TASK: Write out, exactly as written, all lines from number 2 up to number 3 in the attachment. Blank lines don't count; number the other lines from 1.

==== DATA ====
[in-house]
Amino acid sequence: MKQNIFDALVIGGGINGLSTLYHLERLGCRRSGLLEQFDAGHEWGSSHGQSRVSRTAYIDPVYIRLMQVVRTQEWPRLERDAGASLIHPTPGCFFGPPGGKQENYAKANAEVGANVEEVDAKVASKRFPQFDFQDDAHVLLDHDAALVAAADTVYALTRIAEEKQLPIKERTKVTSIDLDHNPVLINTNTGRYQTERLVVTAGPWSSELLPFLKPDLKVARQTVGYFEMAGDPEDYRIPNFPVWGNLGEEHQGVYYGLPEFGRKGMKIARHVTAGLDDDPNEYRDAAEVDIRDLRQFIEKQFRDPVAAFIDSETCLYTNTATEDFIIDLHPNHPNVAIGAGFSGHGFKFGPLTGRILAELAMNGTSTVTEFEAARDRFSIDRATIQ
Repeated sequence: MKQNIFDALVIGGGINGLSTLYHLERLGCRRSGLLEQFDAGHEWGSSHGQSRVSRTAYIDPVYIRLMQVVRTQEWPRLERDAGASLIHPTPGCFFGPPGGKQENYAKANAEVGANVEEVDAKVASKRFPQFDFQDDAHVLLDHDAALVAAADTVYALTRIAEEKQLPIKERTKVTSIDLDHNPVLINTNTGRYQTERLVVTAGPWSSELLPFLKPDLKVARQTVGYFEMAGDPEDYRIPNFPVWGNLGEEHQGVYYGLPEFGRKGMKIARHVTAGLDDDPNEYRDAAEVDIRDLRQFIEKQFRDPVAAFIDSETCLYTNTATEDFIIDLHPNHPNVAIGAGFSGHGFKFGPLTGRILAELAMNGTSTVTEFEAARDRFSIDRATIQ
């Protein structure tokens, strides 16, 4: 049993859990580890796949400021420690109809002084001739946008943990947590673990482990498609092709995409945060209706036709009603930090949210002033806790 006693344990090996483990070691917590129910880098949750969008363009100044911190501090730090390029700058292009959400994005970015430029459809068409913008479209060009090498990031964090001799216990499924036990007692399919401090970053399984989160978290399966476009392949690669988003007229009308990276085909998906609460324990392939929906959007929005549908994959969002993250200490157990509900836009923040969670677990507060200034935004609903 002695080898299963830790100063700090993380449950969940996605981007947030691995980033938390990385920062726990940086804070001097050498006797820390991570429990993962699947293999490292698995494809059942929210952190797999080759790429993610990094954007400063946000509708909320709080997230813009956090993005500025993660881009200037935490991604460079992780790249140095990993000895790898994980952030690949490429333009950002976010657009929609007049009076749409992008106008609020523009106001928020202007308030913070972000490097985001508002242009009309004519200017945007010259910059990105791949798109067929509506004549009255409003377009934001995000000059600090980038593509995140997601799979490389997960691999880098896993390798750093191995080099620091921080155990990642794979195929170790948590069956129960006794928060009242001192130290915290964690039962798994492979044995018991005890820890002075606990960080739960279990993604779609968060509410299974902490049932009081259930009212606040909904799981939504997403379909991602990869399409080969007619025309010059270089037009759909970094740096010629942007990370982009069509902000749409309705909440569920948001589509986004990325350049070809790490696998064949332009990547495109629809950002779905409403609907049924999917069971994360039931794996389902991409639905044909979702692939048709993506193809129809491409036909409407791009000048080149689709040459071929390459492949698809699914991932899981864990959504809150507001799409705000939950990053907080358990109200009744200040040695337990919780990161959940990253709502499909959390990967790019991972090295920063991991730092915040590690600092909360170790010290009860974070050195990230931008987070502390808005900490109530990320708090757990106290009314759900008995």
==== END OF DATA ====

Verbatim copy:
Amino acid sequence: MKQNIFDALVIGGGINGLSTLYHLERLGCRRSGLLEQFDAGHEWGSSHGQSRVSRTAYIDPVYIRLMQVVRTQEWPRLERDAGASLIHPTPGCFFGPPGGKQENYAKANAEVGANVEEVDAKVASKRFPQFDFQDDAHVLLDHDAALVAAADTVYALTRIAEEKQLPIKERTKVTSIDLDHNPVLINTNTGRYQTERLVVTAGPWSSELLPFLKPDLKVARQTVGYFEMAGDPEDYRIPNFPVWGNLGEEHQGVYYGLPEFGRKGMKIARHVTAGLDDDPNEYRDAAEVDIRDLRQFIEKQFRDPVAAFIDSETCLYTNTATEDFIIDLHPNHPNVAIGAGFSGHGFKFGPLTGRILAELAMNGTSTVTEFEAARDRFSIDRATIQ
Repeated sequence: MKQNIFDALVIGGGINGLSTLYHLERLGCRRSGLLEQFDAGHEWGSSHGQSRVSRTAYIDPVYIRLMQVVRTQEWPRLERDAGASLIHPTPGCFFGPPGGKQENYAKANAEVGANVEEVDAKVASKRFPQFDFQDDAHVLLDHDAALVAAADTVYALTRIAEEKQLPIKERTKVTSIDLDHNPVLINTNTGRYQTERLVVTAGPWSSELLPFLKPDLKVARQTVGYFEMAGDPEDYRIPNFPVWGNLGEEHQGVYYGLPEFGRKGMKIARHVTAGLDDDPNEYRDAAEVDIRDLRQFIEKQFRDPVAAFIDSETCLYTNTATEDFIIDLHPNHPNVAIGAGFSGHGFKFGPLTGRILAELAMNGTSTVTEFEAARDRFSIDRATIQ